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EDITORIAL: Democracy and Barangay elections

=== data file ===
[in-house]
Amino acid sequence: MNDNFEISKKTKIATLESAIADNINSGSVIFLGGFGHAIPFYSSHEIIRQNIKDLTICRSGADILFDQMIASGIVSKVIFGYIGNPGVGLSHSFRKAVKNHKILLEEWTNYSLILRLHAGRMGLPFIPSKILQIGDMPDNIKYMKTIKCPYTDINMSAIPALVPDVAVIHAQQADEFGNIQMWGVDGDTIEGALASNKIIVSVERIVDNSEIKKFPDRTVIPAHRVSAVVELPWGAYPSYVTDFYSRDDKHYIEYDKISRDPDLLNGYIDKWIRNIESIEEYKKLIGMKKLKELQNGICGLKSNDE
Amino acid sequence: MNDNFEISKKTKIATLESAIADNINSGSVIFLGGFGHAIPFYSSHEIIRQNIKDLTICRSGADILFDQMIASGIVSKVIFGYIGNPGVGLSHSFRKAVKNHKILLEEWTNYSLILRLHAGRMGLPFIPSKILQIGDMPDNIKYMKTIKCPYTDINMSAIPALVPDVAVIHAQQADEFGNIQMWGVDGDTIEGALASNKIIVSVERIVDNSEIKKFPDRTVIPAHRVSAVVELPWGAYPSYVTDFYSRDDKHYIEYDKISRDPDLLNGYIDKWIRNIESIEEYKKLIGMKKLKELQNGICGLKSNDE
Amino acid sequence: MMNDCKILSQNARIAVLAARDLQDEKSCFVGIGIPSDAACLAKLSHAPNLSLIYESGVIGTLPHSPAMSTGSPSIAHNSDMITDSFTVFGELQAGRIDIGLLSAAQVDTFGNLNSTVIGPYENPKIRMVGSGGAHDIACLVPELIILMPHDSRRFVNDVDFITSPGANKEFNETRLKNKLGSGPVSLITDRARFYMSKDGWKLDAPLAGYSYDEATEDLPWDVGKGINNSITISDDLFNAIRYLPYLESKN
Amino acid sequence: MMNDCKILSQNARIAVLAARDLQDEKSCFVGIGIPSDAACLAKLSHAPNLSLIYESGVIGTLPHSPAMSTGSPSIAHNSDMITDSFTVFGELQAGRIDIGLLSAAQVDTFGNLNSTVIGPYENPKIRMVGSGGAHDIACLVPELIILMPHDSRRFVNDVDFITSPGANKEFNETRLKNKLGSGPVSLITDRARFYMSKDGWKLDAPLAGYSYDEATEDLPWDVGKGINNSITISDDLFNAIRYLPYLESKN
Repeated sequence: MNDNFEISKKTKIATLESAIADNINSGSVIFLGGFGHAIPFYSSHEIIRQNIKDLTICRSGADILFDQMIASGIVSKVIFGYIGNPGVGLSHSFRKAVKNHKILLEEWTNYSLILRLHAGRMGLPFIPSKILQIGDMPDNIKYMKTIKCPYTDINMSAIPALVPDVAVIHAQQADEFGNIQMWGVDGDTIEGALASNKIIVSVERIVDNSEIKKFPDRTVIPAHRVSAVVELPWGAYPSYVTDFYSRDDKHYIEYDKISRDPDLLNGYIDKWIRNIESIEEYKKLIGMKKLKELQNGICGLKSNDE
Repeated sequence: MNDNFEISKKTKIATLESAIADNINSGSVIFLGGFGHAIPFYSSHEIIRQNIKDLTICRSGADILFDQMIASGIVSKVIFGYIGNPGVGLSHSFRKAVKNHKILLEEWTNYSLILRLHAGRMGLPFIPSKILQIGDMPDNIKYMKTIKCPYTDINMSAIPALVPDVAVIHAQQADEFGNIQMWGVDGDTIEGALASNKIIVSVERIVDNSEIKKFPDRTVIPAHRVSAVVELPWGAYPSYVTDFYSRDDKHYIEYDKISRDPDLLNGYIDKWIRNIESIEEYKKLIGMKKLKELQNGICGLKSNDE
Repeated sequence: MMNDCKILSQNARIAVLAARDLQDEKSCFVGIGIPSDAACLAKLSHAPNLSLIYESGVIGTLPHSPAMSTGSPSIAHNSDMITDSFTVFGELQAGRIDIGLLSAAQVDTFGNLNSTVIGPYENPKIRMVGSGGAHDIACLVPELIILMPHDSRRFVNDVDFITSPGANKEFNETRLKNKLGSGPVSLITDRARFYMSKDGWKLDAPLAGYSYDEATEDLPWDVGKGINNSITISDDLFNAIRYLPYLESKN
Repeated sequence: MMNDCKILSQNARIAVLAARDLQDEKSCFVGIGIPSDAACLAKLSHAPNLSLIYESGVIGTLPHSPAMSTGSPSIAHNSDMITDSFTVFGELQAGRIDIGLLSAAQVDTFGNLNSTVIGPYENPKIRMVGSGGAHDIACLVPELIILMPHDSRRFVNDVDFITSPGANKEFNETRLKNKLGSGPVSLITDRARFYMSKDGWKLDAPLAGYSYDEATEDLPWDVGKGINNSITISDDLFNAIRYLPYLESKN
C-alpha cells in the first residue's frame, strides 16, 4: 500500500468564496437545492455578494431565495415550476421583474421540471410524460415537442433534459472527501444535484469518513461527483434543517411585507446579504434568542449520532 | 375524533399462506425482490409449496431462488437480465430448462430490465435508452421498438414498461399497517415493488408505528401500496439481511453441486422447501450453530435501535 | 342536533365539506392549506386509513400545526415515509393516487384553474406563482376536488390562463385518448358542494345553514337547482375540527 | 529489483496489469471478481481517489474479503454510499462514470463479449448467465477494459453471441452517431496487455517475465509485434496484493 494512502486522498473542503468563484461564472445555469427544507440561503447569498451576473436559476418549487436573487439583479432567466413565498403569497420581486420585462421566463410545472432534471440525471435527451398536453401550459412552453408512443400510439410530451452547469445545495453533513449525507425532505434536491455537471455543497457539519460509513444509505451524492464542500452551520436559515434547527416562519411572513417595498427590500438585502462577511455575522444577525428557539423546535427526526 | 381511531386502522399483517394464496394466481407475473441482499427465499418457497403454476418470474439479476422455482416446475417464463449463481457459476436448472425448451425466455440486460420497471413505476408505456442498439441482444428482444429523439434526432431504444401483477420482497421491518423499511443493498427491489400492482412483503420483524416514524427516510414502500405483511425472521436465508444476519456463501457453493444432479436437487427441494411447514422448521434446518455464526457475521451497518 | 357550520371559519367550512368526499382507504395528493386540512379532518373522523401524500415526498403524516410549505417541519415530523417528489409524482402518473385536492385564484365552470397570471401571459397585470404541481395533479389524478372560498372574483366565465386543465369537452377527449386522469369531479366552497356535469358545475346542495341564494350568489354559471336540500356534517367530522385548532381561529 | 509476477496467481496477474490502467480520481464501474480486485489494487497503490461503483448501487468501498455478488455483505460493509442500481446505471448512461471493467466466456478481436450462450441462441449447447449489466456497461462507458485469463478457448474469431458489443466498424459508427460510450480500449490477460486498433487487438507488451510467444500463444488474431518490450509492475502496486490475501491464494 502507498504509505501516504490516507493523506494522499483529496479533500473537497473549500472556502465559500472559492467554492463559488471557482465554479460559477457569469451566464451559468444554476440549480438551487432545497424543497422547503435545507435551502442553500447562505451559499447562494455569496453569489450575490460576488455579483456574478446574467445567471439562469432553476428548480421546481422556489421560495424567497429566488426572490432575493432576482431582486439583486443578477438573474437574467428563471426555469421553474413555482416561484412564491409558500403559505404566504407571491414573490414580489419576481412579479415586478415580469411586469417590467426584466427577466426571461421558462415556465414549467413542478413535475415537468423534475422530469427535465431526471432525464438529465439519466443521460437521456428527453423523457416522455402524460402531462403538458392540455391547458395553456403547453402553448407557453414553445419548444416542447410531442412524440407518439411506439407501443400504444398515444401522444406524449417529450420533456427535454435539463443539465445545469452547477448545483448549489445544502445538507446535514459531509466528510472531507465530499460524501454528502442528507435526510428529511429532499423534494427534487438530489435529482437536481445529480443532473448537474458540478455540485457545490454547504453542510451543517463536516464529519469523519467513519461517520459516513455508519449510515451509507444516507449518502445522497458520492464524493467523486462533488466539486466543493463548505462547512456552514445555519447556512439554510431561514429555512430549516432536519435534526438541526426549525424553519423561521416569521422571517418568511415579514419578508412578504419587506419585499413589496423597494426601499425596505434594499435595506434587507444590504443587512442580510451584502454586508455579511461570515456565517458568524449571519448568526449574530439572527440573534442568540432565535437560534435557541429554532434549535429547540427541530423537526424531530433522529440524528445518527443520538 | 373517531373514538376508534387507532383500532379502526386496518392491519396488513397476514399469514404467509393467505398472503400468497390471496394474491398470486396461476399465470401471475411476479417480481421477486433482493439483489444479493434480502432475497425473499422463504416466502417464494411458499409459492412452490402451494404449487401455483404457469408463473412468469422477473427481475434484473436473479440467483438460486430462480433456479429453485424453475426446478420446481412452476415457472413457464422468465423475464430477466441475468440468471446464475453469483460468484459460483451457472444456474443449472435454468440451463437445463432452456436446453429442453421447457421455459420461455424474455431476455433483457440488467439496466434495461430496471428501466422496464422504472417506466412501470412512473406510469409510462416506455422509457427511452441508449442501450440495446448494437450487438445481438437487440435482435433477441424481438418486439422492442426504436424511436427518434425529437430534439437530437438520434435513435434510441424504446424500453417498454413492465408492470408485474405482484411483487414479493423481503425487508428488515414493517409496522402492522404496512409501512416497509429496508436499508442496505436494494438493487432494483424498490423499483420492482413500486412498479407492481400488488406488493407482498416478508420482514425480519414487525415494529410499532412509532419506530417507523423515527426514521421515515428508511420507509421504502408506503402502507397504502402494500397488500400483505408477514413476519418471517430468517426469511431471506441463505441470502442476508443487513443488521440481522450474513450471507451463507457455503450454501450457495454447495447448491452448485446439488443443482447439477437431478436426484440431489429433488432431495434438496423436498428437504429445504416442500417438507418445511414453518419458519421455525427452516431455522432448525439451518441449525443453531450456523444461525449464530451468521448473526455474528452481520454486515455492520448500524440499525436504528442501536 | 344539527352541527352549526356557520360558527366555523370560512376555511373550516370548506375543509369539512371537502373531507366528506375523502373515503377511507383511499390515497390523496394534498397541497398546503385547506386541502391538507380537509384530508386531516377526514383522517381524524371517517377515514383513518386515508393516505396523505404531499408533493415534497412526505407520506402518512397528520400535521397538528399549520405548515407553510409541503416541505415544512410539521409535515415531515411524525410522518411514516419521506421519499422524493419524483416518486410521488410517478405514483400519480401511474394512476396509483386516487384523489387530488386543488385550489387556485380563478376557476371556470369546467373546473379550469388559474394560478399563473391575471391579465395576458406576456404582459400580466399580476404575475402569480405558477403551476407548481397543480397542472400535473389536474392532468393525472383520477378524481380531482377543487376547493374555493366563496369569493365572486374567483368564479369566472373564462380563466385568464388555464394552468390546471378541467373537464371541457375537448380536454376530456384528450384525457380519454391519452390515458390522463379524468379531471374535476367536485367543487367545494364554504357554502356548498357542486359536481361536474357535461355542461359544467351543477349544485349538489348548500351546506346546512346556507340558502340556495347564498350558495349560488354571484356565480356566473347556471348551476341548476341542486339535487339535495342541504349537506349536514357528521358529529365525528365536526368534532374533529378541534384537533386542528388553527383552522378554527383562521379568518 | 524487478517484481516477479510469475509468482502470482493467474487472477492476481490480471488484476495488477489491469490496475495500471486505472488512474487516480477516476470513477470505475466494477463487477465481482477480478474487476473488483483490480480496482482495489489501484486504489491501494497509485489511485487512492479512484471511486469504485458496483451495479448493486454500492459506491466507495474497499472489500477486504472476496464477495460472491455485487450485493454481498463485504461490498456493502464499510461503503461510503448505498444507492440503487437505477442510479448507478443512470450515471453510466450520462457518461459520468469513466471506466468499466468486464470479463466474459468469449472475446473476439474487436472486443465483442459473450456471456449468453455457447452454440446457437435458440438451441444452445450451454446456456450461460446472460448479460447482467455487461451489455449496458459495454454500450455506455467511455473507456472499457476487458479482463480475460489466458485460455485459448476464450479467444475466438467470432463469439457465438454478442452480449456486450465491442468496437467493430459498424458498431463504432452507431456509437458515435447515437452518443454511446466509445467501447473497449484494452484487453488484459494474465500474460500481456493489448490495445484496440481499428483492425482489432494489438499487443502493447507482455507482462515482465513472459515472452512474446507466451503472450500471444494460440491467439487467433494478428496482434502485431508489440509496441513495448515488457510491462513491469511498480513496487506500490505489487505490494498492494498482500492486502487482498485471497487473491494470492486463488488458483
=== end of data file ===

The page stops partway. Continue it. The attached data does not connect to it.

WE must heave a sigh of relief that the Barangay and Sangguniang Kabataan elections are finally kicking off with the filing of certificate of candidacy (COC) on its way. After two postponements, and the recent threat of another postponement by the House of Representatives and President Duterte’s statements suggesting he wanted instead to appoint the Barangay Chairmen (Punong Barangay) amid alleged involvement of barangay officials in the drug trade, it is likely that no further delay will be forthcoming. Because electing our leaders is one of the foundations of our democracy, we cannot downplay the importance of the Barangay and Sangguniang Kabataan elections in the democratic process of our nation. As what had been the norm of our national officials to postpone the elections in the barangay whenever they find it necessary, the implication of postponing it is bigger than we thought. Any postponement of elections erodes the foundation of our democracy. Being the basic unit of the government directly grounded at the community level, the Barangay and Sangguniang Kabataan elections play a crucial role in governance. The local government unit at the barangay level is after all the first responder on issues and problems in governance that affect the general interest of the communities around the country. It is not a joke to be elected as Punong Barangay. In fact, the weight of governance rests on the shoulders of the local chief executive at the barangay level. A Punong Barangay has to attend to the delivery of social services, health and nutrition, waste management, community daycare and the war on drugs of President Duterte. Aside from these tasks the Punong Barangay has to accomplish, he/she presides over the Lupong Tagapamayapa which hears cases of local and domestic concerns, such as oral defamation, unsettled debts, and marital conflicts. As enumerated under the Local Government Code, the Punong Barangay is required to enforce laws and ordinances within their jurisdiction, including negotiating and signing of contracts, among others. The head of the barangay has to do more tasks to maintain peace and order and respond to calamities that hit the village. For every new law and program, the Punong Barangay is required to complement and undertake tasks for their implementation. Who else are ordered to complement the task like the Department of Social Welfare and Development’s cash-transfer program for the poor but the barangay heads. They are primarily the point person in the identification of the beneficiaries of the Pantawid Pamilyang Pilipino Program (4Ps). The additional tasks go on depending on the new laws and programs the national government has to implement that require the participation of the barangay. Given the list of tasks the Punong Barangay and other barangay officials have to accomplish in his/her term, we must not take for granted the barangay elections and seriously consider the character and capabilities of the candidates we are to elect if we want good governance to start at the grassroot level. While the national officials see the barangay elections as if it does not matter whether or not it will push through, the barangay constituents have the duty to stand resolutely that our right to elect our barangay officials must be conducted as the law provides. What is bigger than the barangay elections is sustaining the fabrics of our democracy which at present is always threatened by the authoritarian tendencies of the present dispensation. For the meantime, the move to change the Constitution with the aim of transforming the form of government from unitary to federal system takes a backseat. It must be noted that leaders in Congress have always reasoned that we could do away with the barangay elections to give way to change the Constitution. Since the movement for federalism is not dead yet, we must be vigilant that our right to elect our leaders must not be railroaded to give way to vested political interests and other evil designs.

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